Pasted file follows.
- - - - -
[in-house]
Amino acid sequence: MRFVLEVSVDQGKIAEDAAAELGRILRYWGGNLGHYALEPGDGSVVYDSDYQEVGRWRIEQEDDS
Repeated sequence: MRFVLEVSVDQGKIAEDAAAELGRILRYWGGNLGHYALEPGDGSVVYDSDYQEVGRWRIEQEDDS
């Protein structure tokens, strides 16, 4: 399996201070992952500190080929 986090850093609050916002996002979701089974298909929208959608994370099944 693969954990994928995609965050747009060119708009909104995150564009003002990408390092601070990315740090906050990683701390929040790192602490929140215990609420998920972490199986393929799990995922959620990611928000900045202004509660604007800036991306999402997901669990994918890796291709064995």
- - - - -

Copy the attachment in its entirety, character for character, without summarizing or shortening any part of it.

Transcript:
[in-house]
Amino acid sequence: MRFVLEVSVDQGKIAEDAAAELGRILRYWGGNLGHYALEPGDGSVVYDSDYQEVGRWRIEQEDDS
Repeated sequence: MRFVLEVSVDQGKIAEDAAAELGRILRYWGGNLGHYALEPGDGSVVYDSDYQEVGRWRIEQEDDS
């Protein structure tokens, strides 16, 4: 399996201070992952500190080929 986090850093609050916002996002979701089974298909929208959608994370099944 693969954990994928995609965050747009060119708009909104995150564009003002990408390092601070990315740090906050990683701390929040790192602490929140215990609420998920972490199986393929799990995922959620990611928000900045202004509660604007800036991306999402997901669990994918890796291709064995």